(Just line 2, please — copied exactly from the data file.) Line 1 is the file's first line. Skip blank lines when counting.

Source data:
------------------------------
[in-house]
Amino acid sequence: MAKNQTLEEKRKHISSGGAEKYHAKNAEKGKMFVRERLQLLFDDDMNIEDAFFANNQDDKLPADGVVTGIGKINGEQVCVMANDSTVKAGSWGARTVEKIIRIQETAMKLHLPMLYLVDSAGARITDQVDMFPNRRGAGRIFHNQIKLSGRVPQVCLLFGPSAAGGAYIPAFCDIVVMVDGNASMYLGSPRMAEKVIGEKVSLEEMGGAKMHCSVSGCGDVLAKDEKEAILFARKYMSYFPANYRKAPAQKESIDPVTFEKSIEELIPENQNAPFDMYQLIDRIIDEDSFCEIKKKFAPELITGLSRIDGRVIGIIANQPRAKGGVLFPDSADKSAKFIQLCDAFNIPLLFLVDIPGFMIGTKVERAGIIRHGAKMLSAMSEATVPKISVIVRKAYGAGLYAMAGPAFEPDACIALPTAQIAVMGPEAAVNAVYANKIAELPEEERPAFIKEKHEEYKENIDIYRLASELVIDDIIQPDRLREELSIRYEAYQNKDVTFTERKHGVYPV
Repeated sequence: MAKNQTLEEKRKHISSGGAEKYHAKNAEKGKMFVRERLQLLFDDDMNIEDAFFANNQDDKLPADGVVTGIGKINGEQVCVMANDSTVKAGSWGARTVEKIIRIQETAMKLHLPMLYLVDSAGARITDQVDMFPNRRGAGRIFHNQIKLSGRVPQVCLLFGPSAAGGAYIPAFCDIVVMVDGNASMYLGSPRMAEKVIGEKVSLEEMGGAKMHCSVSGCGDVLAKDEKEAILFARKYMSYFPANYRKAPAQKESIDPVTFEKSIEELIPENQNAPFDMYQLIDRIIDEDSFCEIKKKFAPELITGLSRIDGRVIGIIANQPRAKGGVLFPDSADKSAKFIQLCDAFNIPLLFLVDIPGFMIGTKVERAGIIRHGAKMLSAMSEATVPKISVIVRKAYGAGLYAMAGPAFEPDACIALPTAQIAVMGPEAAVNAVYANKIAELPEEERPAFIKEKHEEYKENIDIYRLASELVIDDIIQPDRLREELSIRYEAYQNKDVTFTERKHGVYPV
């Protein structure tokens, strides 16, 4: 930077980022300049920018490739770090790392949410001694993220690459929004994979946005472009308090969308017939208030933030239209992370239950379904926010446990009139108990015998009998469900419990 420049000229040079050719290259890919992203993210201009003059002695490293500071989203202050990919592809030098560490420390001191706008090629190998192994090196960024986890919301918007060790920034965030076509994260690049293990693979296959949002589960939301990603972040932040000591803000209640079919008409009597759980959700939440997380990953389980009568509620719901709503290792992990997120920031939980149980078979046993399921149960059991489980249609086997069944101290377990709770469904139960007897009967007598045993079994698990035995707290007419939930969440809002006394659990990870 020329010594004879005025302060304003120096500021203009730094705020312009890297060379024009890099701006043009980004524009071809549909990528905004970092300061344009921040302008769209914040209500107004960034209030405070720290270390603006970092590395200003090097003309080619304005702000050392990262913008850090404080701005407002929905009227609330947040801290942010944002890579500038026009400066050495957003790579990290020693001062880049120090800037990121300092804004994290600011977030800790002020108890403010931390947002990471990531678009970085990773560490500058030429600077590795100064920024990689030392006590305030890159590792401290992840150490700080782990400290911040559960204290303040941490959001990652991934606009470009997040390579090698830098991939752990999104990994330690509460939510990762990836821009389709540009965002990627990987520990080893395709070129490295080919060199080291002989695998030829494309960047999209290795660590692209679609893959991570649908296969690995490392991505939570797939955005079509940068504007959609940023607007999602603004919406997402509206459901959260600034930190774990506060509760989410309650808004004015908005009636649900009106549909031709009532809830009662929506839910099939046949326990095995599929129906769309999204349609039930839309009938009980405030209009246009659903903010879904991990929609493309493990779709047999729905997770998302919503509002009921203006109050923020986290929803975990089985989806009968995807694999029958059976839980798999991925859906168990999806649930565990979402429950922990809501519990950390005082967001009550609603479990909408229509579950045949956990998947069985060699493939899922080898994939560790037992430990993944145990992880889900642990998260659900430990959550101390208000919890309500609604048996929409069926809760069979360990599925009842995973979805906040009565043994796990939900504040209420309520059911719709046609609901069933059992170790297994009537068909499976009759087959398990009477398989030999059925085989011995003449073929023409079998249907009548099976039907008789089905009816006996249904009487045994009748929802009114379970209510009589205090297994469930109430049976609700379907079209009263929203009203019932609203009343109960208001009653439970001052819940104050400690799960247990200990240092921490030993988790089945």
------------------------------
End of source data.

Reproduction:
Amino acid sequence: MAKNQTLEEKRKHISSGGAEKYHAKNAEKGKMFVRERLQLLFDDDMNIEDAFFANNQDDKLPADGVVTGIGKINGEQVCVMANDSTVKAGSWGARTVEKIIRIQETAMKLHLPMLYLVDSAGARITDQVDMFPNRRGAGRIFHNQIKLSGRVPQVCLLFGPSAAGGAYIPAFCDIVVMVDGNASMYLGSPRMAEKVIGEKVSLEEMGGAKMHCSVSGCGDVLAKDEKEAILFARKYMSYFPANYRKAPAQKESIDPVTFEKSIEELIPENQNAPFDMYQLIDRIIDEDSFCEIKKKFAPELITGLSRIDGRVIGIIANQPRAKGGVLFPDSADKSAKFIQLCDAFNIPLLFLVDIPGFMIGTKVERAGIIRHGAKMLSAMSEATVPKISVIVRKAYGAGLYAMAGPAFEPDACIALPTAQIAVMGPEAAVNAVYANKIAELPEEERPAFIKEKHEEYKENIDIYRLASELVIDDIIQPDRLREELSIRYEAYQNKDVTFTERKHGVYPV